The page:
After receiving some comments from the original post I can see that I was completely unclear about what I was trying to say. So here I am again, and I will clarify.
Although I said that it is important to surround yourself with people that think like you and support you, I did not explain the context or situation. As it turns out, that is the critical part of what I was trying to write about. That is what I will explain today.
There are times in some people’s lives when things go awry. For instance: a marriage begins to fall apart and the husband starts beating the wife; one spouse starts cheating on the other; or a family moves to a new neighborhood and the teen (who was bullied and ostracized in his previous town) falls in with a bad crowd and starts abusing drugs; a person hangs out with a party crowd and ends up becoming an alcoholic; a person is a long-standing member of a religion but has relocated and is lonely—finds “friends” in the new town that bully her for being religious—in order to fit in she dumps her religion and subsequently falls into a depression. A person who is continually forgiving, kind, and open to people is regularly emotionally abused by people she loves, trusts, and is exposed to on a regular basis. Okay these are all actual cases that occurred in the lives of people I know and love.
Each of these victims ended up seeking help for their issues. Each of them found healing–and as it so happened, between the medical world, counseling, and help from various religious denominations, they all got stronger, healthier and happier. When I said surround yourself with people like you, I was specifically speaking about these people. I was saying that now that they were indeed healthier, stronger, and happier, it was like they had climbed out of that pit of grasping dangerous monsters and were now standing relatively out of reach on a chair. In their giving, forgiving mindset, since they are now happier, they may think they can ‘reform’ these abusers. But these abusers do not believe they have done anything wrong. If anything, they blame the victim. Thus, if from their position of being at least partially healed, these victims reach down to pull the abuser or drinkers or drug users out of the abyss, these folks in the pit will try to pull the person down. The bullies for instance, would much rather continue to bully the former victim.
Thus, for instance, it would be unwise for the recovering alcoholic to hang out with his/her former party crowd that is still getting smashed every weekend. AA even warns about that. It would be unwise for a happily married couple to move into a neighborhood comprised almost entirely of couples that are into wife-swapping or even a neighborhood where the majority are in the process of getting divorced. I say that because it is challenging enough to hold things together in life in the best of situations. I would assume that most people, for instance, would not want to move their family with their kids into a crack house. That is the kind of avoidance I was referring to.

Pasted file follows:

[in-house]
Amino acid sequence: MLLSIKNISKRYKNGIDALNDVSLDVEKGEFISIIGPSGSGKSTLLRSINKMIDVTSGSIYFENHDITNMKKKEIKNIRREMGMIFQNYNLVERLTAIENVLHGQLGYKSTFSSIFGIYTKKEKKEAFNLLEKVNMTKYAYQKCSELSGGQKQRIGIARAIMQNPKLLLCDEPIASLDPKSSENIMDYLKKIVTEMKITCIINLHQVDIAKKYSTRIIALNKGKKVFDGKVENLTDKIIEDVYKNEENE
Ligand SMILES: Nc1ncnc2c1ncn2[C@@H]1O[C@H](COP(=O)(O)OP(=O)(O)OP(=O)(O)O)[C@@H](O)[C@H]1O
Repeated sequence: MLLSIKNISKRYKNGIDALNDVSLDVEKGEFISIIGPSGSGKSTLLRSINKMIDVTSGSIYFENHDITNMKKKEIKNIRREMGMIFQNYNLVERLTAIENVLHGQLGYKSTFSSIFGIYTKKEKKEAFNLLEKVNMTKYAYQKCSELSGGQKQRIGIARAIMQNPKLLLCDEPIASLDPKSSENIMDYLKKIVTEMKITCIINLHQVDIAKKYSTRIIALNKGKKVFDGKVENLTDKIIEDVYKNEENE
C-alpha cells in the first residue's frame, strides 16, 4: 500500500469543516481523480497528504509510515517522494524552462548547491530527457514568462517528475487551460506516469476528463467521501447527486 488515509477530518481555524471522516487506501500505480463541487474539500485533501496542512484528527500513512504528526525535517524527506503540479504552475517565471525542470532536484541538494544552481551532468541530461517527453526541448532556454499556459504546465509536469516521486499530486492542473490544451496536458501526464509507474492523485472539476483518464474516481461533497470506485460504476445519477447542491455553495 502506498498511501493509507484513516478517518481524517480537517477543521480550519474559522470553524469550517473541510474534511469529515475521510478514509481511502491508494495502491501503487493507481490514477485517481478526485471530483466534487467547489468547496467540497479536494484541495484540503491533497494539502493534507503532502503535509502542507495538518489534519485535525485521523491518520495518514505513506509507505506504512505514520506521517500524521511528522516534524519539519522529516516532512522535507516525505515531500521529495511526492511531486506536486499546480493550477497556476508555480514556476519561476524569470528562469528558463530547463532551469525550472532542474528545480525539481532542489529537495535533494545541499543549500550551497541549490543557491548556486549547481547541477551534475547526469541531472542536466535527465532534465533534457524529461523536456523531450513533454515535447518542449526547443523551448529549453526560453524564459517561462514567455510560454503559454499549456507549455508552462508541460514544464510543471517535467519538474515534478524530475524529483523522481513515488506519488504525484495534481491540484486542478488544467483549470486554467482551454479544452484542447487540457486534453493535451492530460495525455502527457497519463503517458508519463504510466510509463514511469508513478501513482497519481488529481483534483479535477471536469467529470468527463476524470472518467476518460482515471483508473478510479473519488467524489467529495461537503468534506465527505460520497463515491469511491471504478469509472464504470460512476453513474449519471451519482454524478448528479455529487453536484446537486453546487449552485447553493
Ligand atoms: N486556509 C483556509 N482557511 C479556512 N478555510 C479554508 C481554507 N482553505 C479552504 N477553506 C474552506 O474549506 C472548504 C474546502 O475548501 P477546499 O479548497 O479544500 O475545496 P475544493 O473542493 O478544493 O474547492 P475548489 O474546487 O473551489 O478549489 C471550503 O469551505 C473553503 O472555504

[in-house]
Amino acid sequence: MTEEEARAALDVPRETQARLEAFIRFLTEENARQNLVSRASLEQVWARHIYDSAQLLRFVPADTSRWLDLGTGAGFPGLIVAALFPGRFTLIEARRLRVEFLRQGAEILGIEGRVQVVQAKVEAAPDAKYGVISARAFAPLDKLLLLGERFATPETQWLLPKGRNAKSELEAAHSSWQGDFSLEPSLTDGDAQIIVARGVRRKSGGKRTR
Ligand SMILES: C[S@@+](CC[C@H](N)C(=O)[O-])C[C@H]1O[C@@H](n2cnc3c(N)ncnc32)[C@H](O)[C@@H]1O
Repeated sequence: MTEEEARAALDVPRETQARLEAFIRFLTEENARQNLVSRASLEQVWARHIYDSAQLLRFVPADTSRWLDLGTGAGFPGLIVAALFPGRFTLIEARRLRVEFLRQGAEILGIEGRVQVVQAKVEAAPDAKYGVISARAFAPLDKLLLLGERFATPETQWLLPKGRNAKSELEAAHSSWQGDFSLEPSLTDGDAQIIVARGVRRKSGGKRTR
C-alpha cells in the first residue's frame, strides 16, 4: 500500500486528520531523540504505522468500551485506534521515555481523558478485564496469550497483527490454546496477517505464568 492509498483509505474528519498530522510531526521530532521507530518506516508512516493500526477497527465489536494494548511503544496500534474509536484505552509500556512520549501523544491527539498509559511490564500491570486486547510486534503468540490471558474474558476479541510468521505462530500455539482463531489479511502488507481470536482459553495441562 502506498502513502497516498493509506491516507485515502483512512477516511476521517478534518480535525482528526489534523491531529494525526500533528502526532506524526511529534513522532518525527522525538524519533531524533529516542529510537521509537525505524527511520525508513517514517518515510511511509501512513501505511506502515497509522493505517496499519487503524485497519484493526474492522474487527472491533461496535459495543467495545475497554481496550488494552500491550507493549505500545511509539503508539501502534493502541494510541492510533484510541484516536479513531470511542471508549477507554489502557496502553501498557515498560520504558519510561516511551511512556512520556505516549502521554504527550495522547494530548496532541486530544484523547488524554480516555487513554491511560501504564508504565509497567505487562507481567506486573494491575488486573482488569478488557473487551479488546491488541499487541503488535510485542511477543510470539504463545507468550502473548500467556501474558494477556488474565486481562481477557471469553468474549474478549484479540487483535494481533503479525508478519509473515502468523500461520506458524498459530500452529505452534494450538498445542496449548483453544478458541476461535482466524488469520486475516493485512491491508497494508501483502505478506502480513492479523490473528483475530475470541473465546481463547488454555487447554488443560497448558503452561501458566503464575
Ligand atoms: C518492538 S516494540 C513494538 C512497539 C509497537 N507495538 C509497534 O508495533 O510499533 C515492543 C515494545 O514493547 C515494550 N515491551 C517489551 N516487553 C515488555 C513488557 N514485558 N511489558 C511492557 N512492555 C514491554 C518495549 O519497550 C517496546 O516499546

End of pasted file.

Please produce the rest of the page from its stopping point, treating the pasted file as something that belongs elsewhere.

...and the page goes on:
So when I said surround yourself with people with values like yours it is THOSE values I was referring to. Values that can make you feel abused or bullied. I was saying even after you recover from situations like those above, it is essential to be careful and protect yourself. For instance, we don’t think it is to re-expose kids to their sexual abusers. We are shocked if a beaten woman won’t leave her abuser.
I contend that in order to remain or become a giving and loving person, one needs to be surrounded by others that give the person love, safety, and encouragement to do the right thing. It is difficult enough to change and stop allowing someone to beat you, or stop doing drugs, or stop drinking, or stop being a doormat to emotional abuse. That is why, for instance, with the 12step program, you are assigned a sponsor–and you are expected to attend frequent regular meetings. Doing that gives you an essential support system. It helps you heal, get and stay strong.
I was not saying that it is best, for instance, for me to live in a neighborhood of all Catholic Americans of Irish-Norwegian descent. None of you know me, but I am the furthest thing from a bigot as you could meet. For example, a dear friend of mind had been my friend for 10 years and we were talking one day. I asked him if he was part Irish like me—as it was almost St Patrick’s Day. He looked at me like I was nuts. He said “I’m Japanese”. I said “you are? I didn’t know that”. He said “haven’t you ever noticed my eyes?” I said “Yes—they are brown and loving. but what does that have to do with it?” He laughed and said “did you ever notice they are slanted?” I hadn’t. Obviously, even if I had–it wouldn’t have mattered. I have petitioned and worked tirelessly from the time i was a 6th grader to try to stop inequality, bigotry, cruelty and bullying.
My extended family on both sides is like the United Nations. My great-grandmother started a Settlement House to help immigrants and prevent them from despair and poverty. So I wasn’t saying that one should avoid people that are different from you. I was saying that in order to cope in this world you must keep from being pulled off the oasis you reached.
I know full well, however, from multiple experiences that people who bully and belittle are like quicksand.It is easy to fall into their trap if you aren’t careful. It can be dangerous to try to change them. Only they can change themselves. That is why, in order to remain strong, it is important to surround yourself with people that demonstrate their love for you with behaviors that are life-affirming.